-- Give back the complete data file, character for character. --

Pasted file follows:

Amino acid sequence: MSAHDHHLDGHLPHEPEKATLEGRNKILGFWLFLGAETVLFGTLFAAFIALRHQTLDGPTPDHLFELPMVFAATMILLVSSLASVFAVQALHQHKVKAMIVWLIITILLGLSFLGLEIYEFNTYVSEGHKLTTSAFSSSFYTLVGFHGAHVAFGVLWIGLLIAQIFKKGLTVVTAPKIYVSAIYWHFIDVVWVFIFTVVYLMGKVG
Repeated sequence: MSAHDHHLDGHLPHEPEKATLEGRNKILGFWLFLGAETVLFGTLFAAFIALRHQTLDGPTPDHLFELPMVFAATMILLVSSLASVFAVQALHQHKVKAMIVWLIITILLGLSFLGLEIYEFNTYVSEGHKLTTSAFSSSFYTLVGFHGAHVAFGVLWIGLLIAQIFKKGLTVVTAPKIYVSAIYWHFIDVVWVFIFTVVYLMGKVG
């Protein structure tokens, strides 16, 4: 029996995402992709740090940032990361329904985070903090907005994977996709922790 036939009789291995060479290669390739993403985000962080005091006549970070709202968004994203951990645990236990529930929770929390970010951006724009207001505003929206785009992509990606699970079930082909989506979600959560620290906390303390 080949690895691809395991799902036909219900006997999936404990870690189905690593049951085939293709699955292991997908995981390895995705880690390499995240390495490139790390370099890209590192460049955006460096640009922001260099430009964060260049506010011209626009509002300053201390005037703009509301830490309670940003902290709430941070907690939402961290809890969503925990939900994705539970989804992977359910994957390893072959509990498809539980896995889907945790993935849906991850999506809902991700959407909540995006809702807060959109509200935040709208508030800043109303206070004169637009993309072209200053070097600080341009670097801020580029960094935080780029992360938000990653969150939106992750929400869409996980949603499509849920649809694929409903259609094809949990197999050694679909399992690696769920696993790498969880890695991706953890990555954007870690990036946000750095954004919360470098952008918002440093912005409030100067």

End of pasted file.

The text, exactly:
Amino acid sequence: MSAHDHHLDGHLPHEPEKATLEGRNKILGFWLFLGAETVLFGTLFAAFIALRHQTLDGPTPDHLFELPMVFAATMILLVSSLASVFAVQALHQHKVKAMIVWLIITILLGLSFLGLEIYEFNTYVSEGHKLTTSAFSSSFYTLVGFHGAHVAFGVLWIGLLIAQIFKKGLTVVTAPKIYVSAIYWHFIDVVWVFIFTVVYLMGKVG
Repeated sequence: MSAHDHHLDGHLPHEPEKATLEGRNKILGFWLFLGAETVLFGTLFAAFIALRHQTLDGPTPDHLFELPMVFAATMILLVSSLASVFAVQALHQHKVKAMIVWLIITILLGLSFLGLEIYEFNTYVSEGHKLTTSAFSSSFYTLVGFHGAHVAFGVLWIGLLIAQIFKKGLTVVTAPKIYVSAIYWHFIDVVWVFIFTVVYLMGKVG
């Protein structure tokens, strides 16, 4: 029996995402992709740090940032990361329904985070903090907005994977996709922790 036939009789291995060479290669390739993403985000962080005091006549970070709202968004994203951990645990236990529930929770929390970010951006724009207001505003929206785009992509990606699970079930082909989506979600959560620290906390303390 080949690895691809395991799902036909219900006997999936404990870690189905690593049951085939293709699955292991997908995981390895995705880690390499995240390495490139790390370099890209590192460049955006460096640009922001260099430009964060260049506010011209626009509002300053201390005037703009509301830490309670940003902290709430941070907690939402961290809890969503925990939900994705539970989804992977359910994957390893072959509990498809539980896995889907945790993935849906991850999506809902991700959407909540995006809702807060959109509200935040709208508030800043109303206070004169637009993309072209200053070097600080341009670097801020580029960094935080780029992360938000990653969150939106992750929400869409996980949603499509849920649809694929409903259609094809949990197999050694679909399992690696769920696993790498969880890695991706953890990555954007870690990036946000750095954004919360470098952008918002440093912005409030100067």